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I Will Not Be Pinkwashed: Komen's Race Is For Money, Not Cure

Outrageous salaries, drug company ties, and less than a dime of every dollar looks for a cure.

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So how  does it hope to accomplish its mission of finding a cure for breast cancer?

Research "for the Cure"

The first thing that pops into my mind when I think of a charity giant such as Komen funding research to prevent disease, is pouring money into Big Pharma’s pocketbook. After all, our only hope for a cure for cancer is that magical drug or vaccine that pharmaceutical corporations will one day rescue us all with, right?

Of course not.

But the reality that research in the conventional medical world is put toward, well, conventional medicine (allopathic drugs) remains. For me, this begs the question — where exactly does your research funding go, Komen?

SGK had the following to say regarding accusations that its organization funds pharmaceutical research:

“It’s been reported that Susan G. Komen for the Cure provides funding to pharmaceutical companies. That is simply not true. We have never funded pharmaceutical company research – our grants, totaling $450 million, have gone to research institutions in the U.S. and abroad.” – Susan G. Komen for the Cure

Ohh… okay. So you would never provide funding to pharmaceutical companies that sell disease-promoting, toxic chemical drugs to cancer patients.

But take their money? Sure!

“The Komen Foundation owns stock in General Electric, one of the largest makers of mammogram machines in the world. It also owns stock in several pharmaceutical companies, including AstraZeneca (now AzkoNobel).

AstraZeneca has long been a Komen booster, making educational grants to Komen and having a visible presence at the Race For the Cure. At the 1998 Food and Drug Administration hearings, the Komen Foundation was the only national breast cancer group to endorse the AstraZeneca cancer treatment drug tamoxifen as a prevention device for healthy but high-risk women, despite vehement opposition by most other breast cancer groups because of its links to uterine cancer.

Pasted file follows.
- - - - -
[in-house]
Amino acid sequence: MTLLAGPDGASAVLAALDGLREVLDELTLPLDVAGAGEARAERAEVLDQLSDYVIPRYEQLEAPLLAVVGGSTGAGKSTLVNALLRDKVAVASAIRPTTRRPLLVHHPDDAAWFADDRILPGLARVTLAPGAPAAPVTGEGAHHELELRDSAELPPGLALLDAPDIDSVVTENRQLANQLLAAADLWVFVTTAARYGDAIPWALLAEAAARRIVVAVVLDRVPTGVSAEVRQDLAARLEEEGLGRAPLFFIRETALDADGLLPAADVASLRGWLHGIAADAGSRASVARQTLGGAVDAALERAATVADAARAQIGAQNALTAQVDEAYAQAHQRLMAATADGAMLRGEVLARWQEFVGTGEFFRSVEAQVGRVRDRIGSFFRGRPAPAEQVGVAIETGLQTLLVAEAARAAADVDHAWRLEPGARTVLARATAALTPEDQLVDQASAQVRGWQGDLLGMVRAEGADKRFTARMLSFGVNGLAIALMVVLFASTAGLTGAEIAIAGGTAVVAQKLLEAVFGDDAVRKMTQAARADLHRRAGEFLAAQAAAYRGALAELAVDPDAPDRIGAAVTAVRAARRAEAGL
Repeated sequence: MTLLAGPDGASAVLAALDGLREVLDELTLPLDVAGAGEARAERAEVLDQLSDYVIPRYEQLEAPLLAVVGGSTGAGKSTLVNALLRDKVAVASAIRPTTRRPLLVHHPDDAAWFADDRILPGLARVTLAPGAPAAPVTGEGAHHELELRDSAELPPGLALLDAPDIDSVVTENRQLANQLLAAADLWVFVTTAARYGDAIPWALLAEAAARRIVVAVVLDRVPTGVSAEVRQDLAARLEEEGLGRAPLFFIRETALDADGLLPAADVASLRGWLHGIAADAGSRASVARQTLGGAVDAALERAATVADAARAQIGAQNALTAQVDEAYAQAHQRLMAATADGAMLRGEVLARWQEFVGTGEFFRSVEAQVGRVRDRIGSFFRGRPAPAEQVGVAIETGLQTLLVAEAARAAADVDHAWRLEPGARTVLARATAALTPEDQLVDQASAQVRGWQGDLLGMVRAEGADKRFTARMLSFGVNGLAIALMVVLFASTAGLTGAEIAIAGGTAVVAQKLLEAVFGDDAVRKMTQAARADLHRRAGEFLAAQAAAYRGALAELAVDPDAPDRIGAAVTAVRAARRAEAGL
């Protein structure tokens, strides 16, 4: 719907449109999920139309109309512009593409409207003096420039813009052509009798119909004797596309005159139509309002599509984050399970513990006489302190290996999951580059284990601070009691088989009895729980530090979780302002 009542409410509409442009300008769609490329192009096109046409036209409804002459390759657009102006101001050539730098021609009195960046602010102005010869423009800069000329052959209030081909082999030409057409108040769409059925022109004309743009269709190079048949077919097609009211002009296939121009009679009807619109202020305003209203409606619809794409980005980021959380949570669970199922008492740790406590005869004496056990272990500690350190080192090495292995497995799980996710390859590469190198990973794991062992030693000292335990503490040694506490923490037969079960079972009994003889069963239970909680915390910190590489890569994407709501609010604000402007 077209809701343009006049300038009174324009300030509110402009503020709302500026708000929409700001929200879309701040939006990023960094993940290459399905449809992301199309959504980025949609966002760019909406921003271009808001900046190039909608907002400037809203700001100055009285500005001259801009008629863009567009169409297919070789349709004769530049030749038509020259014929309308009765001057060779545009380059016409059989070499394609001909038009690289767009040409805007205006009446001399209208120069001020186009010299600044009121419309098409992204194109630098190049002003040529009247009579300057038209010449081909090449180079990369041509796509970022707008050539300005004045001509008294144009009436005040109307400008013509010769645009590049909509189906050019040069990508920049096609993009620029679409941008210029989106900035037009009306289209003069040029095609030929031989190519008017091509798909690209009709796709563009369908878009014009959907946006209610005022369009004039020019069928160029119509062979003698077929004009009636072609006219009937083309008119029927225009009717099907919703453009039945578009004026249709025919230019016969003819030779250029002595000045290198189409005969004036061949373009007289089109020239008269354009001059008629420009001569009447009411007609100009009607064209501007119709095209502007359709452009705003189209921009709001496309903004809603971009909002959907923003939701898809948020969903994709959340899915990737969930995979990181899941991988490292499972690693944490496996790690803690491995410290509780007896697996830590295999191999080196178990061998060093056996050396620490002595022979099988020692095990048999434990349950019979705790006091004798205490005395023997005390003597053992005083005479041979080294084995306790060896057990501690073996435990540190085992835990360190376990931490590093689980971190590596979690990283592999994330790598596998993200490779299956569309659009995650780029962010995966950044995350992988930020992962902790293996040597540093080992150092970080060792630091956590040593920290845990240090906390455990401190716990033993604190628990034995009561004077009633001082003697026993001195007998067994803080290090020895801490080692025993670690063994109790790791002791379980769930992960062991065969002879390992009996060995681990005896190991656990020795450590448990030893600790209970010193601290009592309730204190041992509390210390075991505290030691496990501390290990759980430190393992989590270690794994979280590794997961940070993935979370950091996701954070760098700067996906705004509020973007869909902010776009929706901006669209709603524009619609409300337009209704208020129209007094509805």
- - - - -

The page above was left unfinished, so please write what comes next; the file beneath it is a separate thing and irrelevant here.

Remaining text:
The organization’s biggest sponsors are — surprise! — the corporations that profit from cancer through chemotherapy and radiation. To them, Komen for the Cure isn’t really about  finding a cure for cancer; it’s about  promoting cancer so that they can sell more drugs and radiotherapy that keeps more patients locked into a cycle of dependence on toxic cancer treatments.” -Well put, Natural News.

(Did you catch that bit about poisoning healthy women with the carcinogenic cancer drug, Tamoxifen, as a preventative measure? Yeah. Moving on…)

Susan G. Komen does indeed provide millions of dollars to fund research — but what exactly is it researching with those grants? One blogger diagnosed with metastatic breast cancer who had serious doubts of the intentions of the Komen foundation, dug through the research grants herself, and found the following information about how Komen’s research money is spent.

Its pie chart for all research spending from 1982-2010 says: treatment, 22%; early detection, 15%; etiology, 8%; prevention, 10%; model systems, 3%; survivorship, 9%; and biology, 33%. 

Now, of those categories being researched, which sounds like it is actually focused on curing breast cancer?

Early detection? No.

Prevention? No.

Treatment? No. (That would be drugs used to treat symptoms.)

The only conceivable categories related to finding a cure for the cancer being researched would be etiology (the study of causation), survivorship, model systems, and biology.

So to break it down even further, Susan G. Komen for the Cure only spends a possible 53% of its research funding for a cure, or — about 11% of total revenue. Donate a dollar “for the cure?” Only about a dime of that will go toward research that might actually be designed to cure cancer, through allopathic medicine that is driven by the pharmaceutical system.